In the New Testament, we also find that Jesus became angry. (See Mark 3:5.)
We can assume from these passages the feeling of anger is not sin in and of itself. Anger is simply a normal response to external triggers that bring hurt, pain, disappointment, and a feeling of being out of control.
- Distinguished from Irresponsible Behavior
Although anger is not in itself bad or sinful, uncontrolled anger can lead a person into irresponsible behavior and sin. It is this reality Jesus was referring to when He emphasized our response to anger and how it affects those around us.
“But I say unto you, That whosoever is angry with his brother without a cause shall be in danger of the judgment: and whosoever shall say to his brother, Raca, shall be in danger of the council: but whosoever shall say, Thou fool, shall be in danger of hell fire” (Matthew 5:22).
It is not anger alone, but anger directed toward others that Jesus called attention to, un-bridled anger can lead us to hurl insults at people around us and cause us to say things we will later regret.
Depending on how the one being attacked has been raised—whether physically or emotionally abused in the past—that individual perhaps will be scarred from the verbal violence. And according to Jesus, taking part in this type of angry outburst is like committing murder. We must stay under the control of the Holy Ghost when we feel anger rising.
Instead of pacifying our anger through outbursts of anger, we are called to seek reconciliation with the one who has angered us.
- The Transforming Initiative-Be Reconciled
The explanation at the end of the moral message Jesus spoke in Matthew 5 is not a prescription for how to prevent anger, because anger will come. But it is to show how to live in such a way to keep a person from stepping onto a pathway that could lead to uncontrolled anger, which could ultimately lead to murder—the pinnacle of uncontrolled anger.
As disciples of Jesus Christ, we are called to the ministry of reconciliation.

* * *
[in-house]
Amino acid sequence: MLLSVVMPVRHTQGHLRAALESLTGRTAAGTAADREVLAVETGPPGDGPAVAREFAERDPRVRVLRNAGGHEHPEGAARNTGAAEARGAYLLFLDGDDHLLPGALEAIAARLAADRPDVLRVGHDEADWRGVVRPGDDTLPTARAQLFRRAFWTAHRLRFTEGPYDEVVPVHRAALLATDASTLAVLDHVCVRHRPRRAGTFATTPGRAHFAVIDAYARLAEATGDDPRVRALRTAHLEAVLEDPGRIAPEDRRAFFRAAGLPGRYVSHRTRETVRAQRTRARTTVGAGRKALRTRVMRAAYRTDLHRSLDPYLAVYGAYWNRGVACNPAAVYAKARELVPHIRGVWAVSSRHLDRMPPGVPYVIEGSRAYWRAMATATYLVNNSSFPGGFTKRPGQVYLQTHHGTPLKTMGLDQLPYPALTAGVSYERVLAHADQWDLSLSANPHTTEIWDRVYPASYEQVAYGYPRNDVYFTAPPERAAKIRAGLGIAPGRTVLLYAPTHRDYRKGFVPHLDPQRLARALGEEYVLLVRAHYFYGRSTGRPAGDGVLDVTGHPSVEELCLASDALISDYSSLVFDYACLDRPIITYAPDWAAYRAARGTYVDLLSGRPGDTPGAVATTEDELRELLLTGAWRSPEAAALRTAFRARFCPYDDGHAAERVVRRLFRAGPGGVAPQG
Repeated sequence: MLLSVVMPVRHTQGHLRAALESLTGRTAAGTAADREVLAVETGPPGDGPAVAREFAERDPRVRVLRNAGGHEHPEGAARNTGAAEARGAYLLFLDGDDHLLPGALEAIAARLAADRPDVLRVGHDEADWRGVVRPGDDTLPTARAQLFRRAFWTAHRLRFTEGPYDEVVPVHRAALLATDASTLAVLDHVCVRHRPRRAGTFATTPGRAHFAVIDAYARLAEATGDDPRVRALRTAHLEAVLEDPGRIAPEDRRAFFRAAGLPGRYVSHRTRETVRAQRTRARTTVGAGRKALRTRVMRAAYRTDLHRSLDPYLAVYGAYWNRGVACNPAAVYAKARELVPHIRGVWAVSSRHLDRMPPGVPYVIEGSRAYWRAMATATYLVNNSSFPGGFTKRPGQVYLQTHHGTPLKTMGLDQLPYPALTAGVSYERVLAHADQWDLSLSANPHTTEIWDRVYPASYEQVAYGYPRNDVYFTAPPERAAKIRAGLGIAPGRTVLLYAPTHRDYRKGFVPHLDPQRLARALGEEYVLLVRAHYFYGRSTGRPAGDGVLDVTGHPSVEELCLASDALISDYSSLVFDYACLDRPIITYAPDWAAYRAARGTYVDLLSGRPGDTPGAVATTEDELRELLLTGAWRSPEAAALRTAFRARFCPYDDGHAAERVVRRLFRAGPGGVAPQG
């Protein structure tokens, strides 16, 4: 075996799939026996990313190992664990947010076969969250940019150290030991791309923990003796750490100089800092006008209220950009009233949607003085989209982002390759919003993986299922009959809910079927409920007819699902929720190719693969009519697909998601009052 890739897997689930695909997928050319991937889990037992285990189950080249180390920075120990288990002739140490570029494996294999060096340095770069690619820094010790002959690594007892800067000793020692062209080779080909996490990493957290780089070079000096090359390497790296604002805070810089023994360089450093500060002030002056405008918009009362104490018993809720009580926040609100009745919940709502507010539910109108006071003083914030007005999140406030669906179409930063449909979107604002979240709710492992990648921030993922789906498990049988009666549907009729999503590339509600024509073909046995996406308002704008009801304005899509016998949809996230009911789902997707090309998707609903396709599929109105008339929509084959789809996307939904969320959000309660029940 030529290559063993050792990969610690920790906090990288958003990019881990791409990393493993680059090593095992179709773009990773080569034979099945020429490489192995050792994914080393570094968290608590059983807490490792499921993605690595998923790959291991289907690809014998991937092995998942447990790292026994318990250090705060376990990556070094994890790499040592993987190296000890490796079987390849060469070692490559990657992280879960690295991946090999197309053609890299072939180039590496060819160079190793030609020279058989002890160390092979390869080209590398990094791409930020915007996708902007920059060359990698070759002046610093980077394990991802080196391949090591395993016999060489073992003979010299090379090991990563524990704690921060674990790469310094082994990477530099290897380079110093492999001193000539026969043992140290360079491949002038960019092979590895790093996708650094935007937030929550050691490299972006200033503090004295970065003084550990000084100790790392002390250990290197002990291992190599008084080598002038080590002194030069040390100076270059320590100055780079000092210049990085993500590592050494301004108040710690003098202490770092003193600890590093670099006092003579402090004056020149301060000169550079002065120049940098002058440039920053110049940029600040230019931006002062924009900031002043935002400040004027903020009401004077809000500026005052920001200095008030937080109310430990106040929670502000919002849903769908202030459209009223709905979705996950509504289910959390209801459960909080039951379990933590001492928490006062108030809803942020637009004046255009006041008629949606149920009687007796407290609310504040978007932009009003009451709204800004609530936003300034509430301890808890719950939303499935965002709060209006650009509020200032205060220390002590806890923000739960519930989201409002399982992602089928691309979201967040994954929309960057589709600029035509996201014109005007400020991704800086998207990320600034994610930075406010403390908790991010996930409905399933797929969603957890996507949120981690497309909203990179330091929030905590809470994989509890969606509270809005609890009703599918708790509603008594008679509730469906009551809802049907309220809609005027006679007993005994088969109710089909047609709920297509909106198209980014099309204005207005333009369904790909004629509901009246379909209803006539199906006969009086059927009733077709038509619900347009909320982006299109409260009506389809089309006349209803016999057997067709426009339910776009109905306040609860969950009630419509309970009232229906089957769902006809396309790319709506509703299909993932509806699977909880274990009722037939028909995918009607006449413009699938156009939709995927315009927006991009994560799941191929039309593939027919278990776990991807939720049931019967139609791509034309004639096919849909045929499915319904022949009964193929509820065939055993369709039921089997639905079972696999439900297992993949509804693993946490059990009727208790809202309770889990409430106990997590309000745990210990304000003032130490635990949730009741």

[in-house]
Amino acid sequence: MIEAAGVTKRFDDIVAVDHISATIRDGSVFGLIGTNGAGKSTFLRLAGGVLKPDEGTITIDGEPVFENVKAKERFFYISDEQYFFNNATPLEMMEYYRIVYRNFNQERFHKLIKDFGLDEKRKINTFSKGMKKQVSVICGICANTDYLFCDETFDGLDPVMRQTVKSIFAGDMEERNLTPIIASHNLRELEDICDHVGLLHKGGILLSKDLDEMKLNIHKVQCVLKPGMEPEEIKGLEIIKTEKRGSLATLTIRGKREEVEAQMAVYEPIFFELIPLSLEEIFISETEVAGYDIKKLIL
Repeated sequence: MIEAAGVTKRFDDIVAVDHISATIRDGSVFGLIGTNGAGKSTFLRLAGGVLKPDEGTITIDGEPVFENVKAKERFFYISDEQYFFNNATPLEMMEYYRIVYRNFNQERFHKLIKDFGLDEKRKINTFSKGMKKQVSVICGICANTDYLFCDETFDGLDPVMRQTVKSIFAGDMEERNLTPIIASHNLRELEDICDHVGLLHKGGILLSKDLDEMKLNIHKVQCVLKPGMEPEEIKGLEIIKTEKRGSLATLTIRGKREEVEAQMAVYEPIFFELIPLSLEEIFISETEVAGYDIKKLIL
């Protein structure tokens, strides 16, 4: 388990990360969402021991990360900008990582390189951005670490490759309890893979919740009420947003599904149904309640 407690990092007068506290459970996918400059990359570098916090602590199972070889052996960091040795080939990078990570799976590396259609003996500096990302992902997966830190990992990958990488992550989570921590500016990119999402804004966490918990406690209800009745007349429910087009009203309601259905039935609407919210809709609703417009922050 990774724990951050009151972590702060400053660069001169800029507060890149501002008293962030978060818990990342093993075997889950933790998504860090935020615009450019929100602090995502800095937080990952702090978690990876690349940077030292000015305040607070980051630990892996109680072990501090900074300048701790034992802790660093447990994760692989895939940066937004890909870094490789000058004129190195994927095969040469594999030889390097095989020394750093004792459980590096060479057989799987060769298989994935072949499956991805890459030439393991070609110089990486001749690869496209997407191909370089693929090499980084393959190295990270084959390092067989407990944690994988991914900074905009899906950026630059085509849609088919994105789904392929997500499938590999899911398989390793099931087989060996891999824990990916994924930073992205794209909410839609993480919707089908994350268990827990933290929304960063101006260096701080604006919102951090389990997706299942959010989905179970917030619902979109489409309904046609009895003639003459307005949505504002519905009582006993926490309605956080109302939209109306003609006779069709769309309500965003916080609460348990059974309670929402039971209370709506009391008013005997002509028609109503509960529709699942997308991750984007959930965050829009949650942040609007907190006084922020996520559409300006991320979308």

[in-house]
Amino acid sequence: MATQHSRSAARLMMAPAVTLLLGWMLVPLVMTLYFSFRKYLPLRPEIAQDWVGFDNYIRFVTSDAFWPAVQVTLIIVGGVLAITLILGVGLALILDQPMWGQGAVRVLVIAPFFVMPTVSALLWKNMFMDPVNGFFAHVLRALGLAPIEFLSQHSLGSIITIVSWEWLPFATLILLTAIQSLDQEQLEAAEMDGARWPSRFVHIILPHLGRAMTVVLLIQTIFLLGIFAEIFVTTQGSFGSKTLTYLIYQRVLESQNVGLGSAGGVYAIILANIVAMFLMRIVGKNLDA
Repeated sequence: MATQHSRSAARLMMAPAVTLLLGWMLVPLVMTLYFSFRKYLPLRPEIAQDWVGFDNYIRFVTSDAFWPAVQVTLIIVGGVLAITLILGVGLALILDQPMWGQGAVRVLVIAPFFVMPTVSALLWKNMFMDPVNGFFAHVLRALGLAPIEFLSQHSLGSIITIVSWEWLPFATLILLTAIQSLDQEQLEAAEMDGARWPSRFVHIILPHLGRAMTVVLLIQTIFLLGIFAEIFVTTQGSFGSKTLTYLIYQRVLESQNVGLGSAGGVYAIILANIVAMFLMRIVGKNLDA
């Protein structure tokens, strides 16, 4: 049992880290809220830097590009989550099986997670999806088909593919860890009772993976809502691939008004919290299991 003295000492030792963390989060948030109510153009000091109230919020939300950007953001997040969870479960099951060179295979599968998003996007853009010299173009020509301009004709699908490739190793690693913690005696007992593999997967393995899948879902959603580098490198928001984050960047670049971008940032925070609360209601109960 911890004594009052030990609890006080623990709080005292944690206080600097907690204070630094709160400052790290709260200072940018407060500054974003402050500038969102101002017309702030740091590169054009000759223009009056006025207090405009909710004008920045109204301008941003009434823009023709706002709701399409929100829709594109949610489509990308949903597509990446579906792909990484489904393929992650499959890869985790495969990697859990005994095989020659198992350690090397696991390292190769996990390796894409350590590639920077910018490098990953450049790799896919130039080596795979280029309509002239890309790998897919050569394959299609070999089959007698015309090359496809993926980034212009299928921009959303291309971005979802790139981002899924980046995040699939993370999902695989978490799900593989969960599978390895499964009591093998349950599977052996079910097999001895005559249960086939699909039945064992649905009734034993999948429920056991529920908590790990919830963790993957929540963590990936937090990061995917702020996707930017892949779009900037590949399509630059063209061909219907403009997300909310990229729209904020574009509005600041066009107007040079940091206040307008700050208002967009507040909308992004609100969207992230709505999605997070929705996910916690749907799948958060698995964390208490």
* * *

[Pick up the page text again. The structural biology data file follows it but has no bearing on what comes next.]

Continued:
2Co 5:18 And all things are of God, who hath reconciled us to himself by Jesus Christ, and hath given to us the ministry of reconciliation;
Reconciliation must remain at the top of our priority list when it comes to living in harmony with others. When someone wrongs us, our responsibility is to forgive.
Forgiveness is a choice we are commanded to make. We may not feel like it at first, but if we think forgiveness and choose forgiveness, we will eventually experience a feeling of forgiveness. Jesus tells us that if we do not forgive, we cannot expect to be forgiven.
Mar 11:26 But if ye do not forgive, neither will your Father which is in heaven forgive your trespasses.
The truth is that reconciliation should be a pursuit in worship. When we are able to forgive others who have wronged us, we reflect the heart of Jesus Christ. As we yield to seeking reconciliation instead of demanding restitution, we honor the Lord out of a heart of thanksgiving. Because He has forgiven us, we ought also to extend forgiveness to others. This is worship.
When anger surfaces, we have only two choices: control it or let it control us. We do not have to be controlled by anger.We must not let the hardness of our hearts hold us prisoners. Seek reconciliation. Remember the sacrifice Jesus Christ made: laying His life down on the cross, offering forgiveness when we deserved the death He was dying.
Here is the answer. If we really want to please God and honor Him with our lives, then not only do we need an altar, but we also need others. And if we want God to meet us at the altar, then we should make sure we have not done anything to push others out of our lives.
We need to let go of our anger, be reconciled to our brother or sister, and find an altar to be reconciled to the Lord.
Something to think about, do we have a relationship where we need reconciliation in, is there some way we’ve been wronged, is there some anger that still exist, is there some forgiveness that needs to take place to heal a broken relationship?, something to think and especially pray about, having said that the most important relationship we need to make right is the one we have with God! wishing you the best for the rest of the week, and looking forward to being back on Monday with a new study [A Call To Radical Christianity] see you then.